Nostalgia: From the archives

0
Have your say

In this week 30 years ago:

Efforts to save post offices were given support during a council meeting. Howden Clough residents handed over a petition to save their post office and councillors met post office representatives to discuss the future of the services in Heckmondwike, Dewsbury and Cleckheaton. Labour councillor John Dick said: “Closing the office would cause serious hardship to members of the community, in particular, the elderly, disabled and people with young families.”

A Heckmondwike woman stayed up late to watch her husband compete for the country in the Los Angeles Olympics. Former Heckmondwike Grammar pupil Pamela Hughes watched her husband, Norman, take Britain’s hockey team to Bronze glory.

The state of Mirfield Parish Church’s yard was criticised by a woman visiting her grandmother’s grave. She had just moved to the area and said she had to plough for 10 minutes through weeds and over graves to reach her grandmother’s grave. Canon Jim Mellors, from the church, acknowledged the state of the grounds and said not enough help was given by the council to fund the maintenance required.

In this week 50 years ago:

Heckmondwike Council sought compulsory purchase orders to get its Lobley Street Clearance and Redevelopment Scheme started. The council decided to ask the housing minister to confirm its plan to purchase 50 properties in the area, which included houses and premises in Lobley Street itself, as well as a dozen dwellings in High Street and half a dozen in Red Chapel Street.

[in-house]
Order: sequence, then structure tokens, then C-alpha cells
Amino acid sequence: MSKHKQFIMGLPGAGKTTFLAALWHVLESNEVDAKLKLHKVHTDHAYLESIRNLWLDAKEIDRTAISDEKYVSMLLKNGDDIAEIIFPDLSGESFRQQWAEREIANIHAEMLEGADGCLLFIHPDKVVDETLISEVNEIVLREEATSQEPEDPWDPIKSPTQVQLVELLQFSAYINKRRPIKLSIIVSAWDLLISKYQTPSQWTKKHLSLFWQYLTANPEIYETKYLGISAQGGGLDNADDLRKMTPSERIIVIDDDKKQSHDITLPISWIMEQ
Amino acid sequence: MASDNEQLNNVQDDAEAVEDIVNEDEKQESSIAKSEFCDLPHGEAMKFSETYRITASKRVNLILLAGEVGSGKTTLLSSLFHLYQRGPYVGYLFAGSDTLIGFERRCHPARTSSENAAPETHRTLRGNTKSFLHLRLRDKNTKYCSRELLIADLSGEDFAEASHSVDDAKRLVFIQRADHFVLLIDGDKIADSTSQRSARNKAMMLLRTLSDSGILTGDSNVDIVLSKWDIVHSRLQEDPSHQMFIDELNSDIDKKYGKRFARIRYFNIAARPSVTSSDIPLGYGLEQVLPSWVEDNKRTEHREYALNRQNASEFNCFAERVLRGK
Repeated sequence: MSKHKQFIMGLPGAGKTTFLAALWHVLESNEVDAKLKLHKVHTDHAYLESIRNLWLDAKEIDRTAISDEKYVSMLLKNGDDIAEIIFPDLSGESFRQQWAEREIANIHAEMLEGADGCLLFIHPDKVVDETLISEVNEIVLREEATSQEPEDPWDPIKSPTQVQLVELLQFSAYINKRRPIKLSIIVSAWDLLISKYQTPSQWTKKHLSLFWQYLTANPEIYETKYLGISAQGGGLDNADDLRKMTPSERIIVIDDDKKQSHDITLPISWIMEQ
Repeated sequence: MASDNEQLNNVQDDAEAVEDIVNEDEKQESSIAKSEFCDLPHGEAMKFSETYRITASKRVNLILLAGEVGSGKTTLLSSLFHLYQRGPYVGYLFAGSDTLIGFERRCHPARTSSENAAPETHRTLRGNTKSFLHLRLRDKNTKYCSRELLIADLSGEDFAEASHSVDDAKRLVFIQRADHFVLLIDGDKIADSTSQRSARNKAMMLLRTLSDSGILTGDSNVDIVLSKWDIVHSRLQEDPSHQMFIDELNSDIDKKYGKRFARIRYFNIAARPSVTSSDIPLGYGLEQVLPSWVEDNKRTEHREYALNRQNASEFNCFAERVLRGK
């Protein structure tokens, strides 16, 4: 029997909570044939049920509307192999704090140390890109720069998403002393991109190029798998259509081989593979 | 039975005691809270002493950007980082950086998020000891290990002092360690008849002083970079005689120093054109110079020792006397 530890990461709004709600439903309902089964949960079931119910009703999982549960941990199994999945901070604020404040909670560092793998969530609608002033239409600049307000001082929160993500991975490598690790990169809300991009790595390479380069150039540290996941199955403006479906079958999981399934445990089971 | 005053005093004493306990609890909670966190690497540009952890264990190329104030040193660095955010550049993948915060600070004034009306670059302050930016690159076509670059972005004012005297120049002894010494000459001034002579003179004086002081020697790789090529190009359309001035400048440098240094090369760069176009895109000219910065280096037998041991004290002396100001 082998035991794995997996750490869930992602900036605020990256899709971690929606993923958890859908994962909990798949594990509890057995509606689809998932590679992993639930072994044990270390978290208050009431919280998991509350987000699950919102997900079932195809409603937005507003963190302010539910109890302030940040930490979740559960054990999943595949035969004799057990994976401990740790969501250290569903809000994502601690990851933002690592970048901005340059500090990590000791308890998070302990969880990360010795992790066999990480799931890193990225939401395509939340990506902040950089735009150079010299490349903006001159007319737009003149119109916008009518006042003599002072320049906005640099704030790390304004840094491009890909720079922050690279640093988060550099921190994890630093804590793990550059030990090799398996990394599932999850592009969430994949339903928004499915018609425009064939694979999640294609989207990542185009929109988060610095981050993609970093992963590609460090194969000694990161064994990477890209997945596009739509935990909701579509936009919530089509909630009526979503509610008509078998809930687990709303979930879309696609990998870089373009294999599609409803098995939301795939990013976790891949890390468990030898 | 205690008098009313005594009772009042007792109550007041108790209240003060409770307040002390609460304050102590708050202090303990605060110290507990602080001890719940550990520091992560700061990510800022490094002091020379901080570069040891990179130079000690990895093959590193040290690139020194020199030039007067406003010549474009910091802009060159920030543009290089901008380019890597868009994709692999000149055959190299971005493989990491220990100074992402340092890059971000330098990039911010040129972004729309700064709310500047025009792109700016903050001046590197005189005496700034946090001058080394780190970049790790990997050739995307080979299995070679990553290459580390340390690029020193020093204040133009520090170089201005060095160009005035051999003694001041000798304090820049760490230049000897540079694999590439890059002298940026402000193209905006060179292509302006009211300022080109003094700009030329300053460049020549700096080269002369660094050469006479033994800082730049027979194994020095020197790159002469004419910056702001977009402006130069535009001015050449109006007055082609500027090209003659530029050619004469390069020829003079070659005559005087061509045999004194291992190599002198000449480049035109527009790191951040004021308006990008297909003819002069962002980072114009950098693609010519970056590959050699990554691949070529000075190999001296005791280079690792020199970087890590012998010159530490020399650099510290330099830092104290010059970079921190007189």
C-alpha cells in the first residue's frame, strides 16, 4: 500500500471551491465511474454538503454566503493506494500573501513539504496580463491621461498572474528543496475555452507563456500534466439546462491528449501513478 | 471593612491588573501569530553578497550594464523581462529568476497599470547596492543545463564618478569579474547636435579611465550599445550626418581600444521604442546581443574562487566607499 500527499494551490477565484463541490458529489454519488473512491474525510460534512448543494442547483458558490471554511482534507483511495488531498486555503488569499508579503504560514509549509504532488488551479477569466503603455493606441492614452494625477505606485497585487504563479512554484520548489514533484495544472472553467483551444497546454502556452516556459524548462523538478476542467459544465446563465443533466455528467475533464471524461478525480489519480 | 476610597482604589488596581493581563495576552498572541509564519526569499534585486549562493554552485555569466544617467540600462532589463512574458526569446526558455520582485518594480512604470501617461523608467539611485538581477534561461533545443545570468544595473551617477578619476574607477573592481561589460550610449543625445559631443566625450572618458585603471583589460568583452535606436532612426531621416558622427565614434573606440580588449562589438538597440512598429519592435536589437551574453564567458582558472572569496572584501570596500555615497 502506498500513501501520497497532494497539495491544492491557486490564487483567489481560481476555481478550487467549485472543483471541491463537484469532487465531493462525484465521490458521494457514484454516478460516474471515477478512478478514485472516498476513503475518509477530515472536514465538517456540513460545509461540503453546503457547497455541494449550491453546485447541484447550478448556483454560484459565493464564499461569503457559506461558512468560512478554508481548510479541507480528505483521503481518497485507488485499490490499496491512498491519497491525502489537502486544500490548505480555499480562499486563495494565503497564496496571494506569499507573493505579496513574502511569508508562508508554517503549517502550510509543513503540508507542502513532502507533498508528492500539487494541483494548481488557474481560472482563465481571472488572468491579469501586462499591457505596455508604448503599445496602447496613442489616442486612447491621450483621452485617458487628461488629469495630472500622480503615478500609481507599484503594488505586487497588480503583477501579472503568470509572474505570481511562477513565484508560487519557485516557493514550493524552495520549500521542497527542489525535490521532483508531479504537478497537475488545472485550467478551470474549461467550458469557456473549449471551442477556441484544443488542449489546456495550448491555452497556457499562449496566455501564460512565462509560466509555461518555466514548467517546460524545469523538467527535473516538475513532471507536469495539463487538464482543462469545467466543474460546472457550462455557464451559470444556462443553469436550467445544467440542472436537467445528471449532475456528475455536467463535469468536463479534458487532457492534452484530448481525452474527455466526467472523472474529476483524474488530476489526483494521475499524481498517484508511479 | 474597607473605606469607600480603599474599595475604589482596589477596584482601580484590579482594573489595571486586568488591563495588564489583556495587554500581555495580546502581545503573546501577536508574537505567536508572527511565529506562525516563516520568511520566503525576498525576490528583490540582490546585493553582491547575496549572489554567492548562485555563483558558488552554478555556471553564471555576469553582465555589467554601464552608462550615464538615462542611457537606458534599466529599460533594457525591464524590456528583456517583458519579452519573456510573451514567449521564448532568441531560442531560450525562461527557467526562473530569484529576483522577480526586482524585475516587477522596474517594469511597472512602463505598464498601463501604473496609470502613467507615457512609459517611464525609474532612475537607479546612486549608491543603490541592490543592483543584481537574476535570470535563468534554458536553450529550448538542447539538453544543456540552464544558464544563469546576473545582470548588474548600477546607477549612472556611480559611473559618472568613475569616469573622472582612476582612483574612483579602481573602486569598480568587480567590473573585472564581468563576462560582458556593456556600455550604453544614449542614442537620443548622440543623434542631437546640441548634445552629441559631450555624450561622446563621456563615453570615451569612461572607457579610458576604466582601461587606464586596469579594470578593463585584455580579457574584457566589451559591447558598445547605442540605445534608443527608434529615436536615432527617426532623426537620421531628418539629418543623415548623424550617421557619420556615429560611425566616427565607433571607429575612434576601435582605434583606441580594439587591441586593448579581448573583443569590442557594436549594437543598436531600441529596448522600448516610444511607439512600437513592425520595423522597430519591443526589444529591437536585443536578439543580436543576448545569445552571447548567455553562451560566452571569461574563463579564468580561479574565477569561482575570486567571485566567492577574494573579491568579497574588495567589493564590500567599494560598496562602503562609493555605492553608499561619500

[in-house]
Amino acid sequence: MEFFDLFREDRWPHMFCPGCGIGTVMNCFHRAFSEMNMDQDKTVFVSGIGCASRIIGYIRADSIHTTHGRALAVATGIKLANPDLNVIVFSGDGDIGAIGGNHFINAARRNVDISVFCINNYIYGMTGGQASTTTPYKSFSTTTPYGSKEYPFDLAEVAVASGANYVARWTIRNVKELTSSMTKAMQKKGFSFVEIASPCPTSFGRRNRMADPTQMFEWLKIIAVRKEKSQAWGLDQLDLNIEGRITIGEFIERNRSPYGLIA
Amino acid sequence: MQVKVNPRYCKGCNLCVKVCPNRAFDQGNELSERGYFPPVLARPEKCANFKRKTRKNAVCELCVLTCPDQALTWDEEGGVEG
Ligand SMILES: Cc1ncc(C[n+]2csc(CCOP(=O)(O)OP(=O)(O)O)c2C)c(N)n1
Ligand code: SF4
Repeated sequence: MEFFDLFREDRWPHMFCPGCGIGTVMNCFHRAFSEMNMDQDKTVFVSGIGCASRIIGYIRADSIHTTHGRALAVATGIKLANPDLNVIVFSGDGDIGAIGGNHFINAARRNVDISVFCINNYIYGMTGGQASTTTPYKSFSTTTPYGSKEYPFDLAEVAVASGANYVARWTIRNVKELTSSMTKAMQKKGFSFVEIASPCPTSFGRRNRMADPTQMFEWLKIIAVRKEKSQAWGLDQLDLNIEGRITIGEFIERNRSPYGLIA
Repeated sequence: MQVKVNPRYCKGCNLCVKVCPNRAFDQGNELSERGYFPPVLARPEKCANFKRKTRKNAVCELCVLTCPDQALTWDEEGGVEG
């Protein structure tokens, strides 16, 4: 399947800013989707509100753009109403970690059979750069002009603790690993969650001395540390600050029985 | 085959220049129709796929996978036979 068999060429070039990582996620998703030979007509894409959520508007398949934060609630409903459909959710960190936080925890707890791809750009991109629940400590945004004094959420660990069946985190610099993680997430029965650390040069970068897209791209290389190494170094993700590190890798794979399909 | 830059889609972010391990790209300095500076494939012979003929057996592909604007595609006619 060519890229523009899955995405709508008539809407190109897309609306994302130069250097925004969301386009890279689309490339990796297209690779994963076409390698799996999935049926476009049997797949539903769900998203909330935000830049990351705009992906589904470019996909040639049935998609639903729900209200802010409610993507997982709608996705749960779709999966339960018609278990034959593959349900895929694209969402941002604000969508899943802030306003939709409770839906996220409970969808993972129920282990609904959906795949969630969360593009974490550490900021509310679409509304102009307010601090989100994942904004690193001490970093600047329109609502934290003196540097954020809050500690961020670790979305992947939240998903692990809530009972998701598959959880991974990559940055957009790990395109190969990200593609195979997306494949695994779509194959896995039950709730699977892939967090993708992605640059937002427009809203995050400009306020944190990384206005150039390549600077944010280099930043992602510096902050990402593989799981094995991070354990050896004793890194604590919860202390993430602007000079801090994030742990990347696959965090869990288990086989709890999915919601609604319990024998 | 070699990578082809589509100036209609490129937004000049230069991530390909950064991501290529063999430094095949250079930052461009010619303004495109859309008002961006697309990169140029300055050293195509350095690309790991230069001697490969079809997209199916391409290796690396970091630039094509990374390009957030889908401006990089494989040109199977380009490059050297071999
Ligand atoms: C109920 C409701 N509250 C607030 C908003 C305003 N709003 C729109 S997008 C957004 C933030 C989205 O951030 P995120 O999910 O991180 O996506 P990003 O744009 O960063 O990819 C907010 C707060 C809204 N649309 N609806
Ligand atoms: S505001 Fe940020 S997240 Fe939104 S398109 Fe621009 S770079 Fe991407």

Batley Employment Committee was told that the heavy woollen trade was considered to be a “Cinderella industry”. Clifford Firth, the managing director of a local firm, told the group it was now regarded as working in coal mines had been years before. The committee discussed ways to attract and keep young people in heavy woollen jobs.

A housewife’s complaints about the opening hours of shops in Mirfield prompted a special meeting of the Chamber of Trade. The woman, who had recently moved to Mirfield, wrote to the Reporter to say she had to visit neighbouring areas as the town’s shops had different opening hours, too many half days and varying lunch hours. She said: “I wish to deplore, as a housewife, the ridiculously haphazard shopping hours maintained by traders in Mirfield.”

In this week 75 years ago:

The prospective National Liberal candidate for the Spen Valley made his first official visit to Birstall. William E Woolley addressed meetings at the Liberal and Conservative clubs. He said the National Government had saved the country and warned against the alternative of socialism, which he feared would appeal to the Spen people. He said: “It is because I honestly believe the Socialist programme would spell ruin that I am opposing socialism in the interests of the people of this country.”

A Mirfield woman was jailed for six months with hard labour after she pleaded guilty to obtaining £15 through false pretences. She borrowed money from a shopkeeper after claiming she was expecting a large sum. She was living apart from her husband and said she needed money to pay for her lodgings. She said her husband had the key to a drawer containing £40. She presented a note of hand to the shopkeeper with a guarantee from a Mirfield bank, but when the shopkeeper presented the note the bank said it had no knowledge of the defendant.

Cleckheaton won the Heavy Woollen District Challenge Cup for the first time in its history by defeating Scholes. The weather was fine at the Hartshead Moor ground, where Scholes made its first appearance.